Mind-Muscle Connection is a Little Secret That Will Make Your Grow Bigger

Did you know that aside from being consistent and working out with proper technique, that there is something you should be doing in order to get the most out of your workouts?

Whether you’re training for strength or trying to build muscle, learning how to create a mind-muscle connection can and will have a lot of benefits.

It’s what makes a difference between just moving the weight from point A to point B and actually growing some damn muscles.

What is a mind-muscle connection?

A mind-muscle connection is the ability to think about the muscle that you’re specifically targeting and feel it working throughout the movement you’re doing. This could be a biceps curl, a chest press or even a lunge.

You can do it with any muscle. However, it tends to be easier to form a mind-muscle connection with your large muscle groups first. We tend to use these more, so it makes sense that we’d be more connected to them.

Forming a good mind-muscle connection will allow you to have better control over your muscles and squeeze as you’re doing a rep. The act of squeezing or flexing a muscle requires focus and concentration.

Let’s try it. Right now, hold your arm up beside you and try to flex your biceps.

Whether that muscle is developed or not, you were probably able to lift your arm and bend your elbow to pull your fist up toward your head.

While this required you to use your biceps, it didn’t necessarily mean that you had to focus or that you were flexing and squeezing as hard as you could.

Try it again, and this time actively try to tighten your biceps as much as you can by mentally focusing, creating tension within that muscle, and squeezing in order to flex. As you do this, your bicep should get flexed harder. This is a mind-muscle connection.

Don’t worry if your biceps didn’t get flex as much as you wanted to or if you didn’t feel it tighten or even move. This may just mean that you haven’t quite formed a strong mind-muscle connection with that part of your body yet (or perhaps you may need to get off your butt and start working out).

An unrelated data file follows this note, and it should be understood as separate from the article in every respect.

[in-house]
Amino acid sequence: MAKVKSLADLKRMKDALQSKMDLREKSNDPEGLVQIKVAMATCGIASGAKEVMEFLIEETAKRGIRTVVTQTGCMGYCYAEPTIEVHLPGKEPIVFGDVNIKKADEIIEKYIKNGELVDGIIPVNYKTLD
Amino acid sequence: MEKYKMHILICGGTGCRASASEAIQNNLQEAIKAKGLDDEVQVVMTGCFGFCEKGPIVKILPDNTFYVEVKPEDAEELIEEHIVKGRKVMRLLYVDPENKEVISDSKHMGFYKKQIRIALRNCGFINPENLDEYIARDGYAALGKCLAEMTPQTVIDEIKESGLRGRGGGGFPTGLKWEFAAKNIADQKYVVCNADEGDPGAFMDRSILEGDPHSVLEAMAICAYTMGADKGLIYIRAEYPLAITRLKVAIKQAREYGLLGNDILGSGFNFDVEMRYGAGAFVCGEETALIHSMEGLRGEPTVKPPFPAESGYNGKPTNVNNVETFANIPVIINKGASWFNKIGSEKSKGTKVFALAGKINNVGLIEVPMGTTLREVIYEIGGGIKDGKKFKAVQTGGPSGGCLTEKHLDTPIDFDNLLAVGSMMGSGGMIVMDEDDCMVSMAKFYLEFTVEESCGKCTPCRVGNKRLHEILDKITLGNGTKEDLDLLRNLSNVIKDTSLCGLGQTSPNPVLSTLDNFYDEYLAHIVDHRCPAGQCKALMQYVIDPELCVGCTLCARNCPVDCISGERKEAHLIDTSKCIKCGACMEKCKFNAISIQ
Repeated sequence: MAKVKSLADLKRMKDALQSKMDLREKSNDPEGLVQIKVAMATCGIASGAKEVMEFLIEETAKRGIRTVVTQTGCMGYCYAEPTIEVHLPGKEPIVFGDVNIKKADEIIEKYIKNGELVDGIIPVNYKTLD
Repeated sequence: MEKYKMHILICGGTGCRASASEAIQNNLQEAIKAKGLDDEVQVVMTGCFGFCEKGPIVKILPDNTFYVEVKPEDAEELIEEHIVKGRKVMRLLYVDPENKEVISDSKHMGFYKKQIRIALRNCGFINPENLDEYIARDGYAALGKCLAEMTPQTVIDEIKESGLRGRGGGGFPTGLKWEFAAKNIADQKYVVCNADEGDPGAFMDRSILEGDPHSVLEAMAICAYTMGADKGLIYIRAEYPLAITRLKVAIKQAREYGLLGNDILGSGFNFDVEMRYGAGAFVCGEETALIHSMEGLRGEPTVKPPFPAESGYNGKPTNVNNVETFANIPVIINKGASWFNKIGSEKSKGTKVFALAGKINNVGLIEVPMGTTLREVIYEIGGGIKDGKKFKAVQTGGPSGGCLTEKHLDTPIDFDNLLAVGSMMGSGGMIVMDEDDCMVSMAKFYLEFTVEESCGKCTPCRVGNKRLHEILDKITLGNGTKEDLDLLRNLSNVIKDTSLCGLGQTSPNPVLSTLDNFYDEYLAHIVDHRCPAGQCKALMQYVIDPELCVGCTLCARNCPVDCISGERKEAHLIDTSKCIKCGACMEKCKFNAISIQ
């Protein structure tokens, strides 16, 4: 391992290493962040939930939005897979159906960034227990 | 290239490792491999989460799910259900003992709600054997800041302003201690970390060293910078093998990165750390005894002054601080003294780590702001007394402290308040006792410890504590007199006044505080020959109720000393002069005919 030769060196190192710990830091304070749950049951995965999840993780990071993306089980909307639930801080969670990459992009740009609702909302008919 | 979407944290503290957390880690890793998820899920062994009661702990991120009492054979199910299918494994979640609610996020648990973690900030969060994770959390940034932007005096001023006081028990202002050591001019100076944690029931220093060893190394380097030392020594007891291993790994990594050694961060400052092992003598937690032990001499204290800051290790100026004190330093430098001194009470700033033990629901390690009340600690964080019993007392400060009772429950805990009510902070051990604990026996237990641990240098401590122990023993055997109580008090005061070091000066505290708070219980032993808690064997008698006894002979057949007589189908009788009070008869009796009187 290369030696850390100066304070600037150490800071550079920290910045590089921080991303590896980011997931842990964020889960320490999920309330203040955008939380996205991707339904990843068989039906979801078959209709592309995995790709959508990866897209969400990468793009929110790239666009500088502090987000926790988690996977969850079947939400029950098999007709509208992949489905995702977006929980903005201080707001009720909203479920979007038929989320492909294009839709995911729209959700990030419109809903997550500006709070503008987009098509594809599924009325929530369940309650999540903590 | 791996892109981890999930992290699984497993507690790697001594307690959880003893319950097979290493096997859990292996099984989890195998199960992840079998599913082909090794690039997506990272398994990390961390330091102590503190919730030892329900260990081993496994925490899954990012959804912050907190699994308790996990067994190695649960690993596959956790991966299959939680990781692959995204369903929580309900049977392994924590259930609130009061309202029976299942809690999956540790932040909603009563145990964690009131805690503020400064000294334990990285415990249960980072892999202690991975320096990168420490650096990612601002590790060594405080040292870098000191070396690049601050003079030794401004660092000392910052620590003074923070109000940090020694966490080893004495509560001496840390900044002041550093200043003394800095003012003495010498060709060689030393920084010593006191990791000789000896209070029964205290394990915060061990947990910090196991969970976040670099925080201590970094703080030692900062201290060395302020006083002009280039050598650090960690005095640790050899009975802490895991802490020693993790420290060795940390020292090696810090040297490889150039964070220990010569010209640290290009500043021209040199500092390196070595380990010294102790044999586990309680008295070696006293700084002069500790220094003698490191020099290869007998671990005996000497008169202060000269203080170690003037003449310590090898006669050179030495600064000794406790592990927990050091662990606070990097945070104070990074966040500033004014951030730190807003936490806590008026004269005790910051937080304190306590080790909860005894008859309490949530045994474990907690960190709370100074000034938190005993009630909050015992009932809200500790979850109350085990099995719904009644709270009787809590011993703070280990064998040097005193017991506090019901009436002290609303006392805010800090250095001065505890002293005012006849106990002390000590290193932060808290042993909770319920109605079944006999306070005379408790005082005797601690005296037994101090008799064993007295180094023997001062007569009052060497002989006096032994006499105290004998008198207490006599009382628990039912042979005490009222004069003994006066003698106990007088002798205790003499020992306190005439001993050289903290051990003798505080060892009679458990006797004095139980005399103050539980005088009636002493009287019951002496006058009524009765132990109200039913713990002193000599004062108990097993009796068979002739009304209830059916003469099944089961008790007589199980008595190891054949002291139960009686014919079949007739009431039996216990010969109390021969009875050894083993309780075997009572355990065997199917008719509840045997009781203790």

Have you ever seen someone move their ears just by thinking about it? That’s also an example of being connected and able to mentally control your muscles. You don’t have to be ripped or have giant muscles to have a good connection to them.

It’s just something that takes practice and is a skill that anyone can learn. Learning to create a mind-muscle connection can help you to achieve your goals with better results.

Why is mind-muscle connection important?

Why is mind-muscle connection important

Forming a mental connection to your muscles helps you to have more control over your body. The better you’re able to control your muscles and movements, the more effective your training will be.

Being able to create a mind-muscle connection has a lot of benefits.

Some of the main ones include getting more from your training, reaching your goals faster, increasing your muscle activation for better results, boosting your strength, burning more calories and building more muscle.

Plenty of people exercise and workout, but it’s easy to just move your body without making a concerted effort to maximize your potential. Earlier, we tried to flex our biceps without a mind-muscle connection and then with a mind-muscle connection.

When we actively tried to squeeze as hard as possible and use our biceps to their fullest extent throughout the movement, it took way more focus and effort and elicited a greater stimulus.

However, when we just held our arms up and bent our elbow, it didn’t feel the same. This is because when you actively focus on squeezing a muscle and creating that mental connection, it causes your body to work harder.

This results in gaining more strength, burning more calories, building more muscle and ultimately getting better at what you’re doing in a shorter period of time because you’re applying more effort.

You can go to the gym and workout without ever creating a good mind-muscle connection. However, you probably won’t see results as quickly or to the extent that someone who is more connected to their body will.